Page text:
The ethnic roots of square dancing
The folk dancing of the Southern Appalachians wasn’t just shipped over from the British isle but developed in the melting pot of American culture, according to a new book by a Warren Wilson College professor.
“I hope to dispel some of the myths that have been longstanding for the last 100 years,” said Phil Jamison. “These dances are not just ancient Anglo-Celtic heritage that has been locked away in isolation in the mountains, but it includes multicultural and multiracial influences, and it is a continually changing tradition.”
Jamison has released “Hoedowns, Reels, and Frolics: Roots and Branches of Southern Appalachian Dance,” his highly-anticipated book examining the history of square dances, step dances, reels and other forms of dance from southern Appalachia.
Jamison, a nationally known dance caller, old-time musician and flatfoot dancer, spent 14 years researching traditional Appalachian dance and turns the table on, what he says, is the oft-told incomplete history. Jamison argues that the distinctive folk dances are not the unaltered jigs and reels of the early British settlers, but hybrids that developed over time, drawing from the European, African-American and Native American traditions.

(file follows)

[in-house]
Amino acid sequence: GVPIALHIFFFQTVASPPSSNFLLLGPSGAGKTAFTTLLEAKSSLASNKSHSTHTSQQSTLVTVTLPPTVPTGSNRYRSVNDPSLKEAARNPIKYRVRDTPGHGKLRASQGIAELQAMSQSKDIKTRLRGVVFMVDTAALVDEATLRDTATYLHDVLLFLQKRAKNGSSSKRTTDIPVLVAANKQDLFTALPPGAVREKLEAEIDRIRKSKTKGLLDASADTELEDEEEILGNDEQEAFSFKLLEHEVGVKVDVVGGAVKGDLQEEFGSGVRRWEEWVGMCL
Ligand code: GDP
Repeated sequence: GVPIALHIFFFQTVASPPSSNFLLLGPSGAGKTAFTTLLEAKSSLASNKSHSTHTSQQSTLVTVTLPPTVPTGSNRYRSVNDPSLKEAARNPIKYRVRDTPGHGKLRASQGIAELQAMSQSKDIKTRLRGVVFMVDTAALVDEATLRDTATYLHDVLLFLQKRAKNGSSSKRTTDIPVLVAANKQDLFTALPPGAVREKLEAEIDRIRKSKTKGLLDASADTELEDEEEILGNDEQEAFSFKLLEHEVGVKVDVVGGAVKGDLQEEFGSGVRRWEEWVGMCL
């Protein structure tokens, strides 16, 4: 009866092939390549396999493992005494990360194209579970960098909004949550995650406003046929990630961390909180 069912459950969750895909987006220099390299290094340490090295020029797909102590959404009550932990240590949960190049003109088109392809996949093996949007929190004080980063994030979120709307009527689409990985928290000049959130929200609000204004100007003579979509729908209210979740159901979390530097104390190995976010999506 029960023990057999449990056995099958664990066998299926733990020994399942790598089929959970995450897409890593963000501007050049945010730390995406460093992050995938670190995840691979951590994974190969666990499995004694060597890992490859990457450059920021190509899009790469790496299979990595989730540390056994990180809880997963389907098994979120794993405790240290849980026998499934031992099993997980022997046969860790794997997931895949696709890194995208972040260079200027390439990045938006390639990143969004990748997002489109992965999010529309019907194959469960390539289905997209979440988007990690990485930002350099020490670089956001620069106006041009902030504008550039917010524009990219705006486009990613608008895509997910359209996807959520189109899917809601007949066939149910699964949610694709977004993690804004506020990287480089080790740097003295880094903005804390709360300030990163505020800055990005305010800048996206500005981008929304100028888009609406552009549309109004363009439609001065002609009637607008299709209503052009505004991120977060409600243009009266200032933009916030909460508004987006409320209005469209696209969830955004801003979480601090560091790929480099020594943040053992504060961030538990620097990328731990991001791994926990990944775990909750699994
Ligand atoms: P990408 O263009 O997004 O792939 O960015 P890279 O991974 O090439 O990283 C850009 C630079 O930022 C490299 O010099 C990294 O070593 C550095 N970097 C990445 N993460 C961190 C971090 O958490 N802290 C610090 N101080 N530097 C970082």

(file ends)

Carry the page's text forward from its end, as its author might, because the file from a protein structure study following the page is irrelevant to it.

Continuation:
Jamison explores the powerful influence of black culture showing how practices such as dance calling and specific steps combined with white European forms to create distinctly “American” dances.
“Hoedowns, Reels, and Frolics” includes the work of Warren Wilson students, members of the College’s Geographic Information Crew, who helped create three maps for the book.
While one map identifies the Appalachian region, another shows the region’s river system, which Jamison calls “the back door to Appalachia” and credits with the transmission of new styles of dance throughout the southern mountains during the 19th century. A third and final map pinpoints the regional location of dance callers, who were recorded on 78 rpm recordings in the 1920s and 30s. As a companion to the book, Jamison maintains a website featuring the recordings of nearly 100 Southern dance callers from 1924 to 1933.
From the Shoo-fly Swing to the Virginia Reel, “Hoedowns, Reels, and Frolics,” published by University of Illinois Press and supported by a grant from the L. J. and Mary C. Skaggs Folklore Fund and Warren Wilson College, reinterprets an essential aspect of Appalachian culture.
“Throughout the book,” Jamison said, “you find the continual exchange of culture back and forth between blacks and whites across racial lines and between social classes. There’s way more to the story that nobody has ever talked about.”
For more about the book, visit philjamison.com.